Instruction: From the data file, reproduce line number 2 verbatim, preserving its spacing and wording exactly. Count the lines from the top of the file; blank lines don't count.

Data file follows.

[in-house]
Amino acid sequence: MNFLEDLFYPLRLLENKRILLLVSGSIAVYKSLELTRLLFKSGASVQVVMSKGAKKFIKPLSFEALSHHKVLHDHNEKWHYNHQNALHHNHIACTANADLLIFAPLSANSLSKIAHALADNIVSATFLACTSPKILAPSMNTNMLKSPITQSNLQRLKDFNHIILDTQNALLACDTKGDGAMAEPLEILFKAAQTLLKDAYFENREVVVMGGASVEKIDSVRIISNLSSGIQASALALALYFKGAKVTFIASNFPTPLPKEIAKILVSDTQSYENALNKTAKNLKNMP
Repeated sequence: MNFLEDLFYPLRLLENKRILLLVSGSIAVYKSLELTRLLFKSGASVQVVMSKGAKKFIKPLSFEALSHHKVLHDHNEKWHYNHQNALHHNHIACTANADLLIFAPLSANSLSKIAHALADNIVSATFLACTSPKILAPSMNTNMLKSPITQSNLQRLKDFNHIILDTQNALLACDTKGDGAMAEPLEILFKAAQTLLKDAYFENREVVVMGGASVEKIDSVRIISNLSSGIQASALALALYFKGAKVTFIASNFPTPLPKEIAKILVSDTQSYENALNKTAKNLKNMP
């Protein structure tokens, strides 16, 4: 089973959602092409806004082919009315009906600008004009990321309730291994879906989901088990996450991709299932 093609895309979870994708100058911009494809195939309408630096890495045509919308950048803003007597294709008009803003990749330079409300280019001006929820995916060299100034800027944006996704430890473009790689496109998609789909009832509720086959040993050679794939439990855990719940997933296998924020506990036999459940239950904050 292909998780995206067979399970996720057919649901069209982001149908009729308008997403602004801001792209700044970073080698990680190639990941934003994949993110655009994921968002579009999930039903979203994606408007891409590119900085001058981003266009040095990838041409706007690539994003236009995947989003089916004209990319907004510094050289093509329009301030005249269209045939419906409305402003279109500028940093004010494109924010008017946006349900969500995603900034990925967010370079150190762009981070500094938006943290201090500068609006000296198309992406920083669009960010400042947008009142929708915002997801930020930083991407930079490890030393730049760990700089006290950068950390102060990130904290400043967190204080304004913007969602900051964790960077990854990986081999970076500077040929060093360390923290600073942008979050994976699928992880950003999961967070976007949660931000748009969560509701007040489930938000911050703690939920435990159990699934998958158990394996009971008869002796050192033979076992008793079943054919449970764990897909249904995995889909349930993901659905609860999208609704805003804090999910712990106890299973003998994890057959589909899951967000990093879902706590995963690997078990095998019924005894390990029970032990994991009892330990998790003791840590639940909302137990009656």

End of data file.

Amino acid sequence: MNFLEDLFYPLRLLENKRILLLVSGSIAVYKSLELTRLLFKSGASVQVVMSKGAKKFIKPLSFEALSHHKVLHDHNEKWHYNHQNALHHNHIACTANADLLIFAPLSANSLSKIAHALADNIVSATFLACTSPKILAPSMNTNMLKSPITQSNLQRLKDFNHIILDTQNALLACDTKGDGAMAEPLEILFKAAQTLLKDAYFENREVVVMGGASVEKIDSVRIISNLSSGIQASALALALYFKGAKVTFIASNFPTPLPKEIAKILVSDTQSYENALNKTAKNLKNMP